Integral and Semi-Integral Bridges
Worldwide, integral type bridges are being used in greater numbers in lieu of jointed bridges because of their structural simplicity, first-cost economy, and outstanding durability. In the UK and the US states of Tennessee and Missouri, for example, the construction of most moderate length bridges is based on the integral bridge concept. The state of Washington uses semi-integral bridges almost exclusively, while, depending on subfoundation characteristics, the state of Ohio and others use a mix of these two bridge types. Integral and Semi-Integral Bridges has been written by a practicing bridge design engineer who has spent his entire career involved in the origination, evaluation and design of such bridges in the USA, where they have been in use since the late 1930's. This work shows how the analytical complexity due to the elimination of movable joints can be minimized to negligible levels so that most moderate length bridges can be easily and quickly modified or replaced with either integral or semi-integral bridges. Bridge design, construction, and maintenance engineers; bridge design administrators; graduate level engineering students and structural research professionals will all find this book exceptionally informative for a wide range of highway bridge applications. Martin P Burke Jr PE . Bgean his career at the Bureau of Bridges of the Ohio Department of Transportation where he remained as a career employee and served in all aspects of bridge engineering (design, construction, research, and inspection). After retiring from the Bureau as the Assistant Engineer of Bridges, he joined Burgess and Niple, Consulting Engineers and Architects, at its main office located in Columbus, Ohio. At Burgess and Niple, he served as a Staff Assistant and Technical Advisor for the Bridge Design Group. In that capacity, he was responsible for the conceptual design of major bridge projects, guiding the review of major bridge design, rehabilitation and construction projects, and guiding the inspection of major bridges. Subsequent to his retirement from Burgess and Niple, he established the firm of M. P. Burke Bridges, Inc.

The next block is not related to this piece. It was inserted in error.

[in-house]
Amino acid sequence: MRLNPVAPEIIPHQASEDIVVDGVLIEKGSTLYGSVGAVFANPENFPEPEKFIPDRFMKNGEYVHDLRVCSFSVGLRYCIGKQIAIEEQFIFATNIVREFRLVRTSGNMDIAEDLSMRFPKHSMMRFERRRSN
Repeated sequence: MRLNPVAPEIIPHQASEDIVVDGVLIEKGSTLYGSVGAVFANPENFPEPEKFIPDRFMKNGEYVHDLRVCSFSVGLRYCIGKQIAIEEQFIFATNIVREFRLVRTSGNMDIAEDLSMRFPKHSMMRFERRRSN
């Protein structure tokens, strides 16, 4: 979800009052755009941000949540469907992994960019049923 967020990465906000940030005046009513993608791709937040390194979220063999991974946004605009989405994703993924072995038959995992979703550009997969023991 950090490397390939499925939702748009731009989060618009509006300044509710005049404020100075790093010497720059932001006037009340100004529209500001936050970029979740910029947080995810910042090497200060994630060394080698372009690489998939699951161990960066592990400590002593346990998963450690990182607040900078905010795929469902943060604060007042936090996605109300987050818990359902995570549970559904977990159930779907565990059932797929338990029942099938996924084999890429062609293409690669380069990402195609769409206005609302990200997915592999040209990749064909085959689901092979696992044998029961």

Weiterlesen weniger lesen